Apitherapy in Health Field

Bee venom composed of natural peptides. However, antiviral properties of BV have not well investigated and also its mechanisms are not fully understood

Medicinal Bee Venom

BV is a bitter colorless liquid (pH 4.5-5.5) that dries up easily even at room temperature and is soluble in water but insoluble in alcohol and ammonium sulfate. A bee can inject to 0.1 mg venom via its stinger. It has been reported to be similar to the toxin of the sea nettle (Figure 5).


Figure 5: Honey bee and its venom.

Bee venom (BV) has been utilize as a traditional medicine for the treatment of rheumatism, arthritis, skin diseases, cancerous tumors, and back pains due to its antibacterial, antiviral and anti- inflammatory effects. Therefore, these results provide the evidence that BV and MLT could be a potential source as a promising antiviral agent, especially to develop as a broad spectrum antiviral agent. Table 1 indicates the contents of honey bee venom.

Name % Function
Melitten 52 Anti-inflammatory agent; induces of cortisol production; cell-lytic.
Apamin 15-20 Cortisol production; neurotoxin
Phospholipase A2 (A1 in wasps) 10-12 Cell-lytic; decreases blood pressure; anticoagulant; prostoglandin stimulant
Hyaluronidase 01-03 Dilates capillaries speeding inflammatory spread
Protease Inhibitors 2 Prevents Inactivation of other constituents
Dopamine & noradrenalin 01-02 Increases pulse rate
Histamine 0.5-2 Allergic response

Table 1: Contents of honey bee venom.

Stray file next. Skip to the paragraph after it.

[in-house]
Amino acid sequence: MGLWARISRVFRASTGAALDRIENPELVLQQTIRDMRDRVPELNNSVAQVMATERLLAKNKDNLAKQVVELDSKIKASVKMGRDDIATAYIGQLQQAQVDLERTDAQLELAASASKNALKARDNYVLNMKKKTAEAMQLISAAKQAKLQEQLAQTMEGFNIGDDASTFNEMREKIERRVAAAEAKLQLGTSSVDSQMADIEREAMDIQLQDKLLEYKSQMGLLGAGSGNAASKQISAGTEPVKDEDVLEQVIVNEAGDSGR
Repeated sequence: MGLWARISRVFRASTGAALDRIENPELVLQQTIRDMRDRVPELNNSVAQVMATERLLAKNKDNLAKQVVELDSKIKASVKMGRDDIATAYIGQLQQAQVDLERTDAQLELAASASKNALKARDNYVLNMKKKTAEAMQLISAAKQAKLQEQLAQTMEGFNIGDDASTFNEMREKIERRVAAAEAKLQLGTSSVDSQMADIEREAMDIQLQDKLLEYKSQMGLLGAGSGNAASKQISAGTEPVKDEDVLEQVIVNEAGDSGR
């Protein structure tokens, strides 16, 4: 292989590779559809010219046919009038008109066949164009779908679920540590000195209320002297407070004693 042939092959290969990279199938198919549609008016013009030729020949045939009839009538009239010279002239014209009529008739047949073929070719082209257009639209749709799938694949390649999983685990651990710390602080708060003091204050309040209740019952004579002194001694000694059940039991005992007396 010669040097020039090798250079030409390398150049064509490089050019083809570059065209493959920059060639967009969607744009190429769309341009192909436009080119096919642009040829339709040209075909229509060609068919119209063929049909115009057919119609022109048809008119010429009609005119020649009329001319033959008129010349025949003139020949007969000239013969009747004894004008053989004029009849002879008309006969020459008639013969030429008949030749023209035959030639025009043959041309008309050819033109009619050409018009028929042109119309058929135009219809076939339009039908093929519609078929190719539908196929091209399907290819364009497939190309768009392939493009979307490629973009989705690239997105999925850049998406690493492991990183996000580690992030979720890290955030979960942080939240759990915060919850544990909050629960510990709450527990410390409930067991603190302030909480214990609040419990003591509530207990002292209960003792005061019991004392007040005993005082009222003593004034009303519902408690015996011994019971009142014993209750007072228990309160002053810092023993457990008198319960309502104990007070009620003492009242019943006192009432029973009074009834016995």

In a study, researchers investigated the antiviral activity of BV and its components against enveloped and non-enveloped viruses including RNA and DNA viruses in vitro and attempted to understand the mechanism of this property is mainly owing to the virucidal effect of both BV and MLT.

Additionally, they evaluated the antiviral activity of MLT against lethal doses of pathogenic influenza A H1N1 viruses in mice in vivo [1]. Co-incubation of non-cytotoxic amounts of BV and MLT, the main component of BV, significantly inhibited the replication of enveloped viruses such as Influenza A virus (PR8), Vesicular Stomatitis Virus (VSV), Respiratory Syncytial Virus (RSV), and Herpes Simplex Virus (HSV). Additionally, BV and MLT also inhibited the replication of non-enveloped viruses such as Enterovirus-71 (EV-71) and Coxsackie Virus (H3). Such antiviral properties were mainly explained by virucidal mechanism. Moreover, MLT protected mice which were challenged with lethal doses of pathogenic influenza A H1N1 viruses. In summary, this study demonstrated that BV and MLT derived from BV exhibited potent antiviral activity against various enveloped and non- enveloped viruses in vitro and Influenza virus in the in vivo mouse model. Moreover, its antiviral mechanism has been confirmed to involve direct interaction with the viral surface [2-4].